A Long Convo With… Jaheim: ‘My Legacy Started The Day I Stepped Out’


After two platinum albums (Ghetto Love and 2002’s Still Ghetto) and two gold (2006’s Ghetto Classics, 2007’s The Makings of a Man), Jaheim is still delivering sucker punches. His latest single “Finding My Way Back,” a dusty, heartfelt track that sounds like it was plucked off an early ‘70s soul compilation, is becoming an omnipresent radio fixture. Even after some very public stumbles (he has dealt with some legal issues—2004 and 2010 arrests for drug possession) on his new album Another Round, Jaheim proves that there are more surprises to come.—Keith Murphy

VIBE: You worked with Regina King on the video for your latest single “Finding My Way Back.” What did she bring to the clip as the director?

Regina is the best director that I’ve ever worked with. She took my suggestions and situations that happened during my past relationships and made it dialogue. It’s a true love story. It wasn’t particularly in LA like in the video, but the out of town relationship was something I’ve been through. But if you are strong within your relationship you have nothing to worry about. My ex-girl, she didn’t trust me. I was not only an R&B singer, but I was high profile. So, she thought when I was going out on the road for two months that I was hitting this one and that one. We ended going our separate ways, but it’s natural for a woman to feel that way. She was really beautiful, so I felt the same way about her [laughs]. She could have had any brother she wanted. I never mess with a bum. If I have a woman on my side you better believe Halle Berry would have some trouble.


You have a grown man’s, soulful throwback voice, which seems to be sorely lacking in R&B today. Do you feel pressure from the industry to switch it up in this dance-first-ask-questions-later Auto-Tune era?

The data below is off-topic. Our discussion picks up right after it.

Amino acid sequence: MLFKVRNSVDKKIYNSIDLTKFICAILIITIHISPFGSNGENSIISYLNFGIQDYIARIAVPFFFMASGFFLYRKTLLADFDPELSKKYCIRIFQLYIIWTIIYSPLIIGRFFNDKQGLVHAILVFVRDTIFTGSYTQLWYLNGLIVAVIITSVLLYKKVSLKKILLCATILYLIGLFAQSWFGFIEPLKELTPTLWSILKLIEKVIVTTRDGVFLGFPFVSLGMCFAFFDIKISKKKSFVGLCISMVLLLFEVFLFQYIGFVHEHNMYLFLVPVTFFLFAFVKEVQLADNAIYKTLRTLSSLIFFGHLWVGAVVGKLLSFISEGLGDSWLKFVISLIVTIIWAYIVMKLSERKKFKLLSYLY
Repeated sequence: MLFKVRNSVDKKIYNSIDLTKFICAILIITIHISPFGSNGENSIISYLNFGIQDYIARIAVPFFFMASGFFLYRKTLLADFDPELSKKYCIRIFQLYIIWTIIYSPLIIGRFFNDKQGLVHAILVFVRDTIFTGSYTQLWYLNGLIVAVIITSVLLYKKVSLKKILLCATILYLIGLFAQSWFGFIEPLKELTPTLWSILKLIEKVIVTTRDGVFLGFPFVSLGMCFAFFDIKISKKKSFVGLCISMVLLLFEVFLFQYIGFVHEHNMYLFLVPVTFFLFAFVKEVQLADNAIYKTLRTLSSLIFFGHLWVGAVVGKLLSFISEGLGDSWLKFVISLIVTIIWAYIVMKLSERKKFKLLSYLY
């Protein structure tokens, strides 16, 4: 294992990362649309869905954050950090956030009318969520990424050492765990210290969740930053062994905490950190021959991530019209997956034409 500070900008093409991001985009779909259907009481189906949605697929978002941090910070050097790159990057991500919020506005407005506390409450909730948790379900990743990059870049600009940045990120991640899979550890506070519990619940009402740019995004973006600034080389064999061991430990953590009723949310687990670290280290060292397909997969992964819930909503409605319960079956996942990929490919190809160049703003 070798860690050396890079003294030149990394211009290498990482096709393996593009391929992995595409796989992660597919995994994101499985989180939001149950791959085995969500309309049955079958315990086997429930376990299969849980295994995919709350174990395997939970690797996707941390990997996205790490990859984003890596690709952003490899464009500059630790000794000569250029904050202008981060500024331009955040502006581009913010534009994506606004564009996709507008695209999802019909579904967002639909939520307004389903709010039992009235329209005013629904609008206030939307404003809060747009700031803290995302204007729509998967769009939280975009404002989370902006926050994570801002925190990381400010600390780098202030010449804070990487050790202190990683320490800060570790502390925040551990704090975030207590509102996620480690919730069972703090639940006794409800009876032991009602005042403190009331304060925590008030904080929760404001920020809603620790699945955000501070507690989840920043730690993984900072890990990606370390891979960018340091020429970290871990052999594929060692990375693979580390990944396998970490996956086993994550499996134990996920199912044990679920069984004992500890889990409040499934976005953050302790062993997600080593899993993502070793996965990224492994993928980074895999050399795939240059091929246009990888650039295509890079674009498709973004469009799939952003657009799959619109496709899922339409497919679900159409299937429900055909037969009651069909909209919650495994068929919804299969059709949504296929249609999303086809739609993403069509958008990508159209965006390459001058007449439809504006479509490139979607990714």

At this point in my career, it’s not about what the music industry wants. It’s about what I want. My legacy started the day I stepped out. I stand strong in my positioning. I’ve been in it over 10 years. Not to be conceited, but while I love a lot of stuff out there, I feel as though my style is unique. It’s a technique to it. It’s a pinch of this and a pinch of that that makes my sound.


Your first album 2001’s Ghetto Love was a success right out-the-box. Because of the ‘hood feel of your lyrics, people started to refer to you as the male Mary J. Blige. Did you see any similarities?


I can honestly say that early on I marketed myself off of Mary J. Blige. When I sat with her, I told her that. I told her, “You can utilize my ideas, my riffs and flip it. Because I’m going to do the same with you [laughs].” From that conversation, we became great friends. We recorded a few records together. I just wanted to let her know that she did something for me that meant a lot to my career starting off. Mary has the ghetto. But her music is more classy than just ghetto. She doesn’t make the “Nigga, fuck you…” kind of records. I wanted to be hard hitting, but for the brothers. I have a lot of different things going on in my music: Marvin Gaye mixed with a little David Ruffin with 20 percent Luther Vandross. And then there’s Aretha Franklin, who is my favorite female singer in the world.


There’s also the ‘hood, ghetto element that you spoke of with Mary that has become a huge part of your image and sound.

Right, and a lot of cats today are following that formula. I’m not mad at that. My ghetto music and R. Kelly’s ghetto music are too different things. I enhanced the ghetto and brought it to the frontier for the last decade. I’m not asking for awards or titles. I just brought the ‘hood to real soul music. Everyone thought it couldn’t be done. You had to be a Luther or a Whitney Houston or a Chaka Kahn. But here comes a guy out of nowhere selling 1.6 million. I get mentioned with the veteran singers. But as younger artists we get lost with the older veterans. It’s hard for the new generation to do their thing when people always say, “You remind me of this person or that person.” They don’t want to accept you for who you are. But I’ve been very blessed.


One artist who you were compared to early on is Teddy Pendergrass. In fact, there was some talk that you were jacking his style. Was such talk deserving?


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